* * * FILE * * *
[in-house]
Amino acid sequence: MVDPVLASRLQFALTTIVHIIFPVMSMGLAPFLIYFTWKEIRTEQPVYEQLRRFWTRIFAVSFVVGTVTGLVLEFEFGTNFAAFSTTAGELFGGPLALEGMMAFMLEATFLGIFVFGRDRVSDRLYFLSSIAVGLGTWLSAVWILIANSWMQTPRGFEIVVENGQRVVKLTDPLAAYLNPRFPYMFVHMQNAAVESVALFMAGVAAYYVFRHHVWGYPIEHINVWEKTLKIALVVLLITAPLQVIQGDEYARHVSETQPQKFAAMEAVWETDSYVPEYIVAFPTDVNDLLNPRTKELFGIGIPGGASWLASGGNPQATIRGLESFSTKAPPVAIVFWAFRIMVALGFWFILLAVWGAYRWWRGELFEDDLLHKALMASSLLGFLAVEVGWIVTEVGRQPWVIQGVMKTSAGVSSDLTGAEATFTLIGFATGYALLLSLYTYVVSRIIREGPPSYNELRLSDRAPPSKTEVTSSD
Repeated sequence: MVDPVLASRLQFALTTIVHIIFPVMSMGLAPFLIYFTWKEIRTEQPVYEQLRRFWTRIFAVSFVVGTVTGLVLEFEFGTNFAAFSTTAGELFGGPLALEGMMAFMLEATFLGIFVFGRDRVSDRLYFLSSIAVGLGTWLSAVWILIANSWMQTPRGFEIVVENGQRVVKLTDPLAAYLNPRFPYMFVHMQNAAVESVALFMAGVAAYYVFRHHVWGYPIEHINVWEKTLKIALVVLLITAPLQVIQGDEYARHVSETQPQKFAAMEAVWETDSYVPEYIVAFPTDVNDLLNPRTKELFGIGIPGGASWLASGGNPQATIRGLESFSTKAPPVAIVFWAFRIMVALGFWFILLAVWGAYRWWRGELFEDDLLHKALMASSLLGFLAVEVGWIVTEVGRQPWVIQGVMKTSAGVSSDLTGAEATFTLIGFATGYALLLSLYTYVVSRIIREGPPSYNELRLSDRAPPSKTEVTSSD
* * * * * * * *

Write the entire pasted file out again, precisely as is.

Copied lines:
[in-house]
Amino acid sequence: MVDPVLASRLQFALTTIVHIIFPVMSMGLAPFLIYFTWKEIRTEQPVYEQLRRFWTRIFAVSFVVGTVTGLVLEFEFGTNFAAFSTTAGELFGGPLALEGMMAFMLEATFLGIFVFGRDRVSDRLYFLSSIAVGLGTWLSAVWILIANSWMQTPRGFEIVVENGQRVVKLTDPLAAYLNPRFPYMFVHMQNAAVESVALFMAGVAAYYVFRHHVWGYPIEHINVWEKTLKIALVVLLITAPLQVIQGDEYARHVSETQPQKFAAMEAVWETDSYVPEYIVAFPTDVNDLLNPRTKELFGIGIPGGASWLASGGNPQATIRGLESFSTKAPPVAIVFWAFRIMVALGFWFILLAVWGAYRWWRGELFEDDLLHKALMASSLLGFLAVEVGWIVTEVGRQPWVIQGVMKTSAGVSSDLTGAEATFTLIGFATGYALLLSLYTYVVSRIIREGPPSYNELRLSDRAPPSKTEVTSSD
Repeated sequence: MVDPVLASRLQFALTTIVHIIFPVMSMGLAPFLIYFTWKEIRTEQPVYEQLRRFWTRIFAVSFVVGTVTGLVLEFEFGTNFAAFSTTAGELFGGPLALEGMMAFMLEATFLGIFVFGRDRVSDRLYFLSSIAVGLGTWLSAVWILIANSWMQTPRGFEIVVENGQRVVKLTDPLAAYLNPRFPYMFVHMQNAAVESVALFMAGVAAYYVFRHHVWGYPIEHINVWEKTLKIALVVLLITAPLQVIQGDEYARHVSETQPQKFAAMEAVWETDSYVPEYIVAFPTDVNDLLNPRTKELFGIGIPGGASWLASGGNPQATIRGLESFSTKAPPVAIVFWAFRIMVALGFWFILLAVWGAYRWWRGELFEDDLLHKALMASSLLGFLAVEVGWIVTEVGRQPWVIQGVMKTSAGVSSDLTGAEATFTLIGFATGYALLLSLYTYVVSRIIREGPPSYNELRLSDRAPPSKTEVTSSD